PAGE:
Museum brain stimulation

Metropolitan Museum of Art

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As part of mind stimulating trip I have the opportunity to visit some museums. I am lucky enough to be in NY city and visited the Metropolitan museum of art – among the greatest in the world.

I strolled through the long and winding rooms and wondered would I think these are great painting if somebody hadn’t told me? Or at least that these seven (pick any famous seven) painters are clearly above the other painters who’s works aren’t hung on these prestigious walls (and are largely or completely forgotten) for millions to see each year? Already the museum had at least got me thinking – proposing thought experiments.

I remember several years ago, after having spent 3 weeks in Europe and visiting various museums, when I walked into a Washington DC museum and as I wandered around I saw a painting in the distance and I said to myself – ‘A Degas’ even though I didn’t recognize this specific painting. When I wandered up to the description sure enough in was a Degas. I was feeling pretty proud for an artless scientist.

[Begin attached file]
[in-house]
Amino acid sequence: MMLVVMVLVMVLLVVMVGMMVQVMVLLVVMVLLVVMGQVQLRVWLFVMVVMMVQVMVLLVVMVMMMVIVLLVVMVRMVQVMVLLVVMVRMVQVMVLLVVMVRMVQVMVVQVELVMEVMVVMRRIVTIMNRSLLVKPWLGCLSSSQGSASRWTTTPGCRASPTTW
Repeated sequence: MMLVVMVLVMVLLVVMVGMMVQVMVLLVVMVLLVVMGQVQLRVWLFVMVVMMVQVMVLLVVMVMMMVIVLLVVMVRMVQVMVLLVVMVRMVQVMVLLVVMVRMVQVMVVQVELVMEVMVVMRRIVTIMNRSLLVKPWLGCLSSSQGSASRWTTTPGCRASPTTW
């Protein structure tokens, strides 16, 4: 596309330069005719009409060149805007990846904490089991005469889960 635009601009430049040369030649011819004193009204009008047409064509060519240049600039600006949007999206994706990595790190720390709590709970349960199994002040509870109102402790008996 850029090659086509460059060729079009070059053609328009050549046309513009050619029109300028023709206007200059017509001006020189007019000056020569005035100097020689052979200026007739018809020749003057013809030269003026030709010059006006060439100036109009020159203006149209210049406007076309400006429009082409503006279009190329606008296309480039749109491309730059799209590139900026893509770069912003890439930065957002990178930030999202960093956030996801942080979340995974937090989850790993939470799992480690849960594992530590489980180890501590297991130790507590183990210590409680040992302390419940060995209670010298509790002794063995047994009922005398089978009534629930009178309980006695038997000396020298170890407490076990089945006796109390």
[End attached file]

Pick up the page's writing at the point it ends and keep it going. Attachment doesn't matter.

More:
Therefore, today I was somewhat mystified when at the museums several times I was wrong with my guess of the artist. I thought I recognized the Pointillism style of X and it would turn out to be Y (pointillism is just one example of impressionism and post-impressionism). Then I realized as I looked closer (without remembering the names), at least to an untrained and schooled eye, that it seemed liked there were little groups that all pretty well used what I use to think of as a distinct style. I am sure somebody with a little bit more art knowledge would surely set me straight – but still there are some similarity in some of the techniques used by the various members (if they were not copying there were ‘heavily influenced’ – not to say the same thing doesn’t happen in writing and/or science).